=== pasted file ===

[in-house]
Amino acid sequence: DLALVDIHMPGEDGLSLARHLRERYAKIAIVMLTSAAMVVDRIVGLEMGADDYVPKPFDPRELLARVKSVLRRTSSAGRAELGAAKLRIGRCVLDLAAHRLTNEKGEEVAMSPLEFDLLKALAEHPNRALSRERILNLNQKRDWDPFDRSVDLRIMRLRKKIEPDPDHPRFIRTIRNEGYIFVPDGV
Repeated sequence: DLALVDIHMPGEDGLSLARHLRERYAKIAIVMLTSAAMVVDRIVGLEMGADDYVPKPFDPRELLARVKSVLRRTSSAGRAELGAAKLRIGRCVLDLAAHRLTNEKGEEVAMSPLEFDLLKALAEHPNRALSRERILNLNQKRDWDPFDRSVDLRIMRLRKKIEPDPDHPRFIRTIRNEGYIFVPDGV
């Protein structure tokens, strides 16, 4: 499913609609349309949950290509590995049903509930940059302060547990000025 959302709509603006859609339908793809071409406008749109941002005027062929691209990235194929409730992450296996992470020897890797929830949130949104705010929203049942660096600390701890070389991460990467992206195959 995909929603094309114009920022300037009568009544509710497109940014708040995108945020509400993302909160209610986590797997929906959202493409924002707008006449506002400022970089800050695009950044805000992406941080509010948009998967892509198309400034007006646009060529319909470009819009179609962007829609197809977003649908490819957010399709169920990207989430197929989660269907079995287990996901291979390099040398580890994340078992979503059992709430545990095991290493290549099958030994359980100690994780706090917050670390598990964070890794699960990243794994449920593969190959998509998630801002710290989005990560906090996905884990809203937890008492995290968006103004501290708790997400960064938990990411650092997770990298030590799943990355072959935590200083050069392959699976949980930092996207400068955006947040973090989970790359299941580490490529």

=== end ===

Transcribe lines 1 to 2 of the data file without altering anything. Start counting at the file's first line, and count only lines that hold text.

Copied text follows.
[in-house]
Amino acid sequence: DLALVDIHMPGEDGLSLARHLRERYAKIAIVMLTSAAMVVDRIVGLEMGADDYVPKPFDPRELLARVKSVLRRTSSAGRAELGAAKLRIGRCVLDLAAHRLTNEKGEEVAMSPLEFDLLKALAEHPNRALSRERILNLNQKRDWDPFDRSVDLRIMRLRKKIEPDPDHPRFIRTIRNEGYIFVPDGV